You might love it, you might hate it or you might not have an opinion on it, but one thing for sure is that social media is a big part of most equestrian’s lives. The equestrian community has a huge online presence, and whether you use it for keeping friends and family updated on your horsey goings on, for finding out when your local arena is hosting events or for staying in the loop with show results, us equestrians love to stay virtually connected.
But how many of these social media fails are you guilty of?
1. Staying up until 3am reading the 345 comments on a post turned viral debate on barefoot trimming.
2. Adding a newly appointed panel judge on Facebook before the season starts and ensuring you like all their status updates.
3. Posting a ‘wanted’ advert for a new horse when you are in no financial position to buy one.
4. Asking your internet friends about what feed to give your horse instead of speaking to a qualified nutritionist.
5. Sharing every single ‘competition’ post you find, whether it is for a new numnah or a new horsebox.
6. Advertising your horse for sale without making it look like a for sale advert (we see you).
7. Posting a picture of your horse looking (in your opinion) impeccable, but swiftly deleting it when you don’t as many likes as you expected to.
8. Asking if anyone has the mark sheets from a qualifier because you can’t be bothered to trek to the secretary’s office at the other end of the showground.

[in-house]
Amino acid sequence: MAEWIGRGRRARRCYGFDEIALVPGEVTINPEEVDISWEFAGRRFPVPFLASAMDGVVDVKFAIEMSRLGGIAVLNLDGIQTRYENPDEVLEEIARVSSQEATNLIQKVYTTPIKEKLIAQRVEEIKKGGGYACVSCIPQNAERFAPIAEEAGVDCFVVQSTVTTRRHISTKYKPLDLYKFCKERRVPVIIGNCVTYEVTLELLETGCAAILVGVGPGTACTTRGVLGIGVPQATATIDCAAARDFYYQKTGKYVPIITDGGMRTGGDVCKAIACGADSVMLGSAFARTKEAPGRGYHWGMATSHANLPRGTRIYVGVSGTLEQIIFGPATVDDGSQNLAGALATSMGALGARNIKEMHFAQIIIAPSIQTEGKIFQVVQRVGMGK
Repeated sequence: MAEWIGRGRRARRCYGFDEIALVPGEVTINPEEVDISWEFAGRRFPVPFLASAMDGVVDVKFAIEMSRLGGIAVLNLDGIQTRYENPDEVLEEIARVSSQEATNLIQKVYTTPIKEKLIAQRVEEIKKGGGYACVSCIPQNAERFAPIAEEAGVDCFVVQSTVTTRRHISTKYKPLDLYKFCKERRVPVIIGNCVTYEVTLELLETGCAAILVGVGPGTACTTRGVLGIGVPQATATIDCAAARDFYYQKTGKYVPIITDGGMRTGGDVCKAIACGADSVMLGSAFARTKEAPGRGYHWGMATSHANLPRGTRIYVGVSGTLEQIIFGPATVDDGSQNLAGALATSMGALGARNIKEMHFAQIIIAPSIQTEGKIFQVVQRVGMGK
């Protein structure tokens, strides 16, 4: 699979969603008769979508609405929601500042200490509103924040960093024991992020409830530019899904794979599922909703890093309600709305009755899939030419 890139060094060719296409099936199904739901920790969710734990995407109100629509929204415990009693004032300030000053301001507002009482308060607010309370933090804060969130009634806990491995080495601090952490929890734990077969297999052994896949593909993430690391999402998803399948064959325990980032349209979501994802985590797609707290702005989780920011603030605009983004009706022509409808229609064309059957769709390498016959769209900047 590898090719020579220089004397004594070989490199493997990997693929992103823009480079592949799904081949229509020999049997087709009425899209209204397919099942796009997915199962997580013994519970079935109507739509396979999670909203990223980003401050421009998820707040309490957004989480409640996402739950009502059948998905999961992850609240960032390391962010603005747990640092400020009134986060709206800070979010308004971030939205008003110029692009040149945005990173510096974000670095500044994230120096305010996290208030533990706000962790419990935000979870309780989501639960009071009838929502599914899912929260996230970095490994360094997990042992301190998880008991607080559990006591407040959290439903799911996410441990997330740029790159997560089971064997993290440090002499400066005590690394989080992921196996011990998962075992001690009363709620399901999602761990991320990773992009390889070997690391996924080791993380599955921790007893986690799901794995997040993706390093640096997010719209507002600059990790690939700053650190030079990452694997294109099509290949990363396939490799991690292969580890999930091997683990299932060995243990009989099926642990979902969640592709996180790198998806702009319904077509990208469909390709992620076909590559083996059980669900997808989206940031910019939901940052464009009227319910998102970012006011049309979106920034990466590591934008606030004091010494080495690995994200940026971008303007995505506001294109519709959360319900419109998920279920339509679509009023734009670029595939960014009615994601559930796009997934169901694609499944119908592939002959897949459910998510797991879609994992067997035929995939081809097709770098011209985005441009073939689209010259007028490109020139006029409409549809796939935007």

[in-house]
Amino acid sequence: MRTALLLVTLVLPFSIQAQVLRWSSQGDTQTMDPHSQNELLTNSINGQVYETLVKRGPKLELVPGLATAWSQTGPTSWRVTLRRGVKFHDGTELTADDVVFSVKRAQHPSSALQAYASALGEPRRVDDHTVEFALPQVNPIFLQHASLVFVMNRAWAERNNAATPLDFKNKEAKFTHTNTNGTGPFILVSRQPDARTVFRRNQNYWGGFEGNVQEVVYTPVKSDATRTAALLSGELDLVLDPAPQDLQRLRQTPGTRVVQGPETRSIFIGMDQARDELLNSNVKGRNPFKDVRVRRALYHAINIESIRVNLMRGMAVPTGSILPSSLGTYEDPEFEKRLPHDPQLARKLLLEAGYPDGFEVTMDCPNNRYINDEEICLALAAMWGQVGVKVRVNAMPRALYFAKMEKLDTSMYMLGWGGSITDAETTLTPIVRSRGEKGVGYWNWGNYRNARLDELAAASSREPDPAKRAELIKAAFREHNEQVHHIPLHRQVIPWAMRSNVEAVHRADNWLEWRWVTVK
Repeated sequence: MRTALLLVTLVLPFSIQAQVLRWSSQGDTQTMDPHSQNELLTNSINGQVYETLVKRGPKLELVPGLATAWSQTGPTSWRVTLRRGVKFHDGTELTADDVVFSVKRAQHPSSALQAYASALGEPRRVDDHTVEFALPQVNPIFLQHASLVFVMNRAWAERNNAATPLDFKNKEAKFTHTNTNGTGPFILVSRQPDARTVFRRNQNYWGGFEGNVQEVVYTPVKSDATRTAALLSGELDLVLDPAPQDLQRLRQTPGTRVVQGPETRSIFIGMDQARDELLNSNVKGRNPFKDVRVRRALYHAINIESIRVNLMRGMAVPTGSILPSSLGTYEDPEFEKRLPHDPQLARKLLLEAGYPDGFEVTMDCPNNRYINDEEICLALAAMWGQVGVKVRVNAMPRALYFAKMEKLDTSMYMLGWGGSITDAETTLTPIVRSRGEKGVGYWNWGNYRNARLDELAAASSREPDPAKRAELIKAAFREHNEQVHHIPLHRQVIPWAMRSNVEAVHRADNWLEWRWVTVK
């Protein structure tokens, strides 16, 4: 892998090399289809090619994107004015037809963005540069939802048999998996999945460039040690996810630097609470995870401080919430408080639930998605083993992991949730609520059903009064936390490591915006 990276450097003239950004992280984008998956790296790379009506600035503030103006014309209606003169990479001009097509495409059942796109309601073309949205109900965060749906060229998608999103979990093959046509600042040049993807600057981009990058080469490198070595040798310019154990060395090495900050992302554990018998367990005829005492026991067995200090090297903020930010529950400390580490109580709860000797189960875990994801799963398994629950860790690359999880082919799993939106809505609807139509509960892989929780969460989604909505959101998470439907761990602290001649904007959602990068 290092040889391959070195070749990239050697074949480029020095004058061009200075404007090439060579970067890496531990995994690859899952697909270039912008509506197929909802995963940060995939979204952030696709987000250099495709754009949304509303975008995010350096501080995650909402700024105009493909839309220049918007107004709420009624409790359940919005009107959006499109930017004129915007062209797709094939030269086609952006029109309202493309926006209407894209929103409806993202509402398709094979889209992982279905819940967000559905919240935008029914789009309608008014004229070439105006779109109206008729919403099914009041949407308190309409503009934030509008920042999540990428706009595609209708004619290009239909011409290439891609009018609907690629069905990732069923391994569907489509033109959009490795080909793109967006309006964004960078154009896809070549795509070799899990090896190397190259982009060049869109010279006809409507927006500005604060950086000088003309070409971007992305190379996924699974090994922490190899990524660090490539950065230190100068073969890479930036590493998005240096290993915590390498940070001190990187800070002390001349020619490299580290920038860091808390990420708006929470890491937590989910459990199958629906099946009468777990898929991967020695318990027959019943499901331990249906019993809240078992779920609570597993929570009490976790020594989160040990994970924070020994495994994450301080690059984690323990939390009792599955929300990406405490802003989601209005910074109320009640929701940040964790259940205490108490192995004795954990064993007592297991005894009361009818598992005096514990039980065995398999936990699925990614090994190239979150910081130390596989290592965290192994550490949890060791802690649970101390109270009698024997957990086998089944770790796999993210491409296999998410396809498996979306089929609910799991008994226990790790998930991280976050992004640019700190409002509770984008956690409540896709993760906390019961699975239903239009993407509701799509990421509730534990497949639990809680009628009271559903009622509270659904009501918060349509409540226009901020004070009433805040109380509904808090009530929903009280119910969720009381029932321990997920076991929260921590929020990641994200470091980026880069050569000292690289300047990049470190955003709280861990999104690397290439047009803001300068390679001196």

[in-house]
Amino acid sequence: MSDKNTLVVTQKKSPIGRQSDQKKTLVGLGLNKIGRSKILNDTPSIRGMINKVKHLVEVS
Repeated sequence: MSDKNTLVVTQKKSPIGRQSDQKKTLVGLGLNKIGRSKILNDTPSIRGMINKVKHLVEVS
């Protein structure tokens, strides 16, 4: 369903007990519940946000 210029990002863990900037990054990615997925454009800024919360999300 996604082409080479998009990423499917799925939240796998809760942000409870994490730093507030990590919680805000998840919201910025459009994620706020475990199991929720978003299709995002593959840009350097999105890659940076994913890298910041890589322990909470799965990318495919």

9. Haring advice on a post in your local horsey group, but accidentally entering into a three hour debate which you cannot leave until you feel you’ve really made your point.
10. Making a very cheeky offer on a second-hand saddle you spotted for sale.
Good farriers are like gold dust and should be generally prized and looked after. Try not to frighten them off
There’s little doubt that your horse knows exactly when you are in a rush, and how to make life as
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11. Asking your Facebook friends if a show is still on because you can’t be bothered to ring up the equestrian centre.
12. Posting a status update about your competition win before you have even rung your mum or dad, or even dismounted from the horse.
13. Liking all the top riders’ pictures and posts so you feel ‘in the loop’.
14. Spending hours making your horse do super cute, funny or impressive things and posting it on social with the hope of going viral so you can quit your day job.
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